Is atheism a religion?

Jun 2016
1,760
England, 200 yards from Wales
Excellent !

"Laws are descriptions — often mathematical descriptions — of natural phenomenon; for example, Newton's Law of Gravity or Mendel's Law of Independent Assortment. These laws simply describe the observation. Not how or why they work, said Coppinger.
Yes, it is an a way a pity that the word 'law' was used. It suggests not just a description of what happens, but rather that things are compelled to behave like that by a prescriptive law, with the suggestion that it was set up by a cosmic legislator.
I suppose the word was used because 17th/18th century Christian and Deist scientists did assume something like that.
 
Aug 2010
15,657
Welsh Marches
In so far as 'laws' of physical nature explain how things work, they are in fact rather more than mere descriptions, since they refer to interconnected realities that work together in a certain fixed way (however Humean empiricists may care to regard them). Of course it is possible to extract them from their context and regard them in isolation from one another as being merely descriptive, but in doing so one is carrying a acts of abstraction on philosophical grounds.
 

Ficino

Ad Honorem
Apr 2012
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Romania
Yes, it is an a way a pity that the word 'law' was used. It suggests not just a description of what happens, but rather that things are compelled to behave like that by a prescriptive law, with the suggestion that it was set up by a cosmic legislator.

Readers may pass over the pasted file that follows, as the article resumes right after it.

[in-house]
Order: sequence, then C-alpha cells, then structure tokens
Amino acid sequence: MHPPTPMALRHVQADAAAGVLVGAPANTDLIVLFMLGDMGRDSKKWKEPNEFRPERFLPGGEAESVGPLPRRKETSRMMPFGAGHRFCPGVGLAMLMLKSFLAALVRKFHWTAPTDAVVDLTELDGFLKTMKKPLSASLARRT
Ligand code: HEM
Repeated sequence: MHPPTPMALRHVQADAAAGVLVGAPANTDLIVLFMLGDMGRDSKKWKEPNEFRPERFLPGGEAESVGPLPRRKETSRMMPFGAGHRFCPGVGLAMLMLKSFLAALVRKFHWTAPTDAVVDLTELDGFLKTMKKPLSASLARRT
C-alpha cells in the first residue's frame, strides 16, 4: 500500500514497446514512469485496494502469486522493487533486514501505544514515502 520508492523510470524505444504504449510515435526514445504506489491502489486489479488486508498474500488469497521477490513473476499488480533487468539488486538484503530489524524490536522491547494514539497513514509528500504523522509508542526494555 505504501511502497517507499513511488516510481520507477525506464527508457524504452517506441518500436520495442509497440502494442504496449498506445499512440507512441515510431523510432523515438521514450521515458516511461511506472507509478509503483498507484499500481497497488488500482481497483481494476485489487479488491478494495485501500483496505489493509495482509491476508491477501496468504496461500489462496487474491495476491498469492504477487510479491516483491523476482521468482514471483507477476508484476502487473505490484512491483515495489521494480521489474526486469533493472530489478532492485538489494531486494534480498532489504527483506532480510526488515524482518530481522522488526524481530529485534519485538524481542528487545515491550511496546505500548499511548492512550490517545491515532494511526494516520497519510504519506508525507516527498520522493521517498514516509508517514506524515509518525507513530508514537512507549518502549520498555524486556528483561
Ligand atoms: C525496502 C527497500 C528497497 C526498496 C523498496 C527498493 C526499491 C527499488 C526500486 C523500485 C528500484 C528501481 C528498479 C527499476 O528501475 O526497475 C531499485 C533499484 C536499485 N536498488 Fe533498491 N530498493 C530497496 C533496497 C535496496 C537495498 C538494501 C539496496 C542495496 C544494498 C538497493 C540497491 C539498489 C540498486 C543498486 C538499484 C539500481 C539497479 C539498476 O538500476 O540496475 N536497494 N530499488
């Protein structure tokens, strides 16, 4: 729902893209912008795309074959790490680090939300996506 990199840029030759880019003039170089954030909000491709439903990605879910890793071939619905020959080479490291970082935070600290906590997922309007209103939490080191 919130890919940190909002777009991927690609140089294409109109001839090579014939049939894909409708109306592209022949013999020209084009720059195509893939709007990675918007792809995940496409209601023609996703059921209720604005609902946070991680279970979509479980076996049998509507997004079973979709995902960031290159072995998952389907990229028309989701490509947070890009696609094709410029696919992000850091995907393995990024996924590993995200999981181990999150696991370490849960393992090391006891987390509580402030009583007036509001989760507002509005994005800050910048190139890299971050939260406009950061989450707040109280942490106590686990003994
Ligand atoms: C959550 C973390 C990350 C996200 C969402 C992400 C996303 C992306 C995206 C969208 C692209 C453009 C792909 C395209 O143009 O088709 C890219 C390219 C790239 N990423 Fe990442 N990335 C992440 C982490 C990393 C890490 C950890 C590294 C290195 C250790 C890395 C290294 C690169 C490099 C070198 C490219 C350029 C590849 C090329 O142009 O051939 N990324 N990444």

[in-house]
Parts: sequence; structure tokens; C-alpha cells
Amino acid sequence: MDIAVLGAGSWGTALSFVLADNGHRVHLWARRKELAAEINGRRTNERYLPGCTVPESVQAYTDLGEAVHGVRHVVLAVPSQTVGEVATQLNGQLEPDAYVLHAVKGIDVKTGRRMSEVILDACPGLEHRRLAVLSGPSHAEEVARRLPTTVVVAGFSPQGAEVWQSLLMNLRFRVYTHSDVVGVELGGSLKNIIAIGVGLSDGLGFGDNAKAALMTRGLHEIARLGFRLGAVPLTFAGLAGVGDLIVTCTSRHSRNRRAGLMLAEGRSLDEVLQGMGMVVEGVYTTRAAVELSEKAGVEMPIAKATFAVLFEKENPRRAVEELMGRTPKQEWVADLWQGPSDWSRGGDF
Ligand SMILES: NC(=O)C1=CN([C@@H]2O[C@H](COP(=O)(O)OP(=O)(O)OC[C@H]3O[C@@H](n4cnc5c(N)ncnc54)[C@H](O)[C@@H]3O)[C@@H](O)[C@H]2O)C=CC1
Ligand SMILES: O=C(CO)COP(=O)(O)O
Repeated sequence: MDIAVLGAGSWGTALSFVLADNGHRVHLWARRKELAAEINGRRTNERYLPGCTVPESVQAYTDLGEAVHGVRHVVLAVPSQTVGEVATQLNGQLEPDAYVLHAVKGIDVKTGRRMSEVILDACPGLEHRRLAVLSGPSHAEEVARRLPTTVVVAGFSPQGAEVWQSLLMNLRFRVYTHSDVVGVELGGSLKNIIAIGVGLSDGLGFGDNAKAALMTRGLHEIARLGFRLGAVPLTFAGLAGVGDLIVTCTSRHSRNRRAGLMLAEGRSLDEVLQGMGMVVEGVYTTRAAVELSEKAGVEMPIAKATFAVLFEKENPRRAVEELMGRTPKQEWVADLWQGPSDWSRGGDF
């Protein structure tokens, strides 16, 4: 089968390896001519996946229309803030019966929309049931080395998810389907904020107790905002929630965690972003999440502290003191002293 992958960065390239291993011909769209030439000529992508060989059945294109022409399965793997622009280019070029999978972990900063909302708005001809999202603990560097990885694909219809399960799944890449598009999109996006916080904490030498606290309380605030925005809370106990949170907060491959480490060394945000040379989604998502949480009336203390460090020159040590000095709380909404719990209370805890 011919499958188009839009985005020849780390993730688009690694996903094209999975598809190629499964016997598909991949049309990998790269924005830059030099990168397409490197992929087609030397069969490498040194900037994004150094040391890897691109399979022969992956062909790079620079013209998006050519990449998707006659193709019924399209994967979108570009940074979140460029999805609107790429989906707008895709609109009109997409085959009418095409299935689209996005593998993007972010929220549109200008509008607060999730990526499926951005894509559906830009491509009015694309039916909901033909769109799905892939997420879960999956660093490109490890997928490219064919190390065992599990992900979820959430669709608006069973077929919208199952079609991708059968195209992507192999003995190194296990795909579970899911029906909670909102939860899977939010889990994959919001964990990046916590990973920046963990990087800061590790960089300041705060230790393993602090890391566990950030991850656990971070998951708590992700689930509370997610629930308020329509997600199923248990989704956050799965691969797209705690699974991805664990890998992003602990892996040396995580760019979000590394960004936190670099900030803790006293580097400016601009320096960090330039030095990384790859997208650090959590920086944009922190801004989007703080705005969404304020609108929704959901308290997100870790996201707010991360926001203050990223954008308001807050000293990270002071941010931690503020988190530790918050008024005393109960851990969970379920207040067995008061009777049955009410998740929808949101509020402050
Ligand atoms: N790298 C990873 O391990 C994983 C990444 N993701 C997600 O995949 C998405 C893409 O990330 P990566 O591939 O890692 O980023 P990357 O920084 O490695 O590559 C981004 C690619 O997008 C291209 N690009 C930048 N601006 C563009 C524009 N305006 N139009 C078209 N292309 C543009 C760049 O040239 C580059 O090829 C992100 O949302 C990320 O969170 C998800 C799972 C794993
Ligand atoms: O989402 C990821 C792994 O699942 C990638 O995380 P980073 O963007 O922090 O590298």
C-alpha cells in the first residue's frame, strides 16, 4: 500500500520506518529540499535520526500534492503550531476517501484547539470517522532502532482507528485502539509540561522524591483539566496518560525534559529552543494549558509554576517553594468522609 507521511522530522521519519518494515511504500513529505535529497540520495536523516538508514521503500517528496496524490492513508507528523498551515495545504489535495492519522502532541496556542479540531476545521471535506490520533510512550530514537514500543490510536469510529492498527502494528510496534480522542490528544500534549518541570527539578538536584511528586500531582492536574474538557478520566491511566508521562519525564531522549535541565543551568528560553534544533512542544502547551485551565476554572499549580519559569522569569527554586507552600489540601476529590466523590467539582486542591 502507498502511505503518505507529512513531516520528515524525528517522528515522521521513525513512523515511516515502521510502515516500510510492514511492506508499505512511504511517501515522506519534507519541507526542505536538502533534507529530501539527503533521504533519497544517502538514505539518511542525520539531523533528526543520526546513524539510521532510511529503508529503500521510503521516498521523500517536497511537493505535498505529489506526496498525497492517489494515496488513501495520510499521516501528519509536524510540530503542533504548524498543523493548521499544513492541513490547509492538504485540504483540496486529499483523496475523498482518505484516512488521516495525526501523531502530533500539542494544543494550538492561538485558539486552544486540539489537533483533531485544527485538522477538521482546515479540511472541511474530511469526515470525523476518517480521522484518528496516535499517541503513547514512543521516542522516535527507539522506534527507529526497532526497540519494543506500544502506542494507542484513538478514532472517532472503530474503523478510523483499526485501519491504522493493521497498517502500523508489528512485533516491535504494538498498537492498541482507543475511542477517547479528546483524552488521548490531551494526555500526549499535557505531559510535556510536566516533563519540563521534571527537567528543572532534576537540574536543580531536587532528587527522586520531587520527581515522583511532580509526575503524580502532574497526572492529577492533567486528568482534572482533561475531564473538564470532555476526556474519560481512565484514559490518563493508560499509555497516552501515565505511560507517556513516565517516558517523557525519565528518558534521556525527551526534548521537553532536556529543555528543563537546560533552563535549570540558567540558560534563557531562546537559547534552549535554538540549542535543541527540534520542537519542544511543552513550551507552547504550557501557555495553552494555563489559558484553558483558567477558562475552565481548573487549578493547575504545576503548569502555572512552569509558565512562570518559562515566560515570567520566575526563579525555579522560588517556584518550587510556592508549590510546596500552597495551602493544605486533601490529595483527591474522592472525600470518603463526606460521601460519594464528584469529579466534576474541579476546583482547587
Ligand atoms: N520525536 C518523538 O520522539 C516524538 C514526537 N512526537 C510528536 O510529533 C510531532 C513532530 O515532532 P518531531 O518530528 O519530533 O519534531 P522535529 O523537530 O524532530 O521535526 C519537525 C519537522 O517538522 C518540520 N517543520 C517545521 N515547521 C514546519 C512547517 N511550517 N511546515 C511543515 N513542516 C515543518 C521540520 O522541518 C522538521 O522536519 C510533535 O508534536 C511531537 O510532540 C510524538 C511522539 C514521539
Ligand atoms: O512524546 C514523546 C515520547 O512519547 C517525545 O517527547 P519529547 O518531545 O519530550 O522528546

I suppose the word was used because 17th/18th century Christian and Deist scientists did assume something like that.
Science aims to explain and understand, not just to describe, a mere description of observable facts can't be called "science". OTOH the idea of "cosmic legislator" that you mention comes from a mechanical worldview characteristic to deism, it is not a Christian one.
 

Ficino

Ad Honorem
Apr 2012
6,904
Romania
Jun 2016
1,760
England, 200 yards from Wales
Science aims to explain and understand, not just to describe, a mere description of observable facts can't be called "science". OTOH the idea of "cosmic legislator" that you mention comes from a mechanical worldview characteristic to deism, it is not a Christian one.
Yes, but science is more than the 'laws'. Surely the sort of understanding you speak of is the realm of theories.
I agree, 'cosmic legislator' is far more Deist terminology, but wouldn't Christianity also think that God, in creating the universe, would also have stipulated how it should work?
 

Ficino

Ad Honorem
Apr 2012
6,904
Romania
Yes, but science is more than the 'laws'. Surely the sort of understanding you speak of is the realm of theories.
Do you imply that the 'laws' play no role in our understanding of the world?

I agree, 'cosmic legislator' is far more Deist terminology, but wouldn't Christianity also think that God, in creating the universe, would also have stipulated how it should work?
What means "to stipulate" in such a context?
 
Jun 2016
1,760
England, 200 yards from Wales
Do you imply that the 'laws' play no role in our understanding of the world?
No, of course not, but they arre only part of that understanding. If you look at the link in post #409 it explains it better than I can, but basically laws describe what happens, it is the business of theories to try and explain why and how it happens (I think).

What means "to stipulate" in such a context?
To give an instruction, to organise,
 
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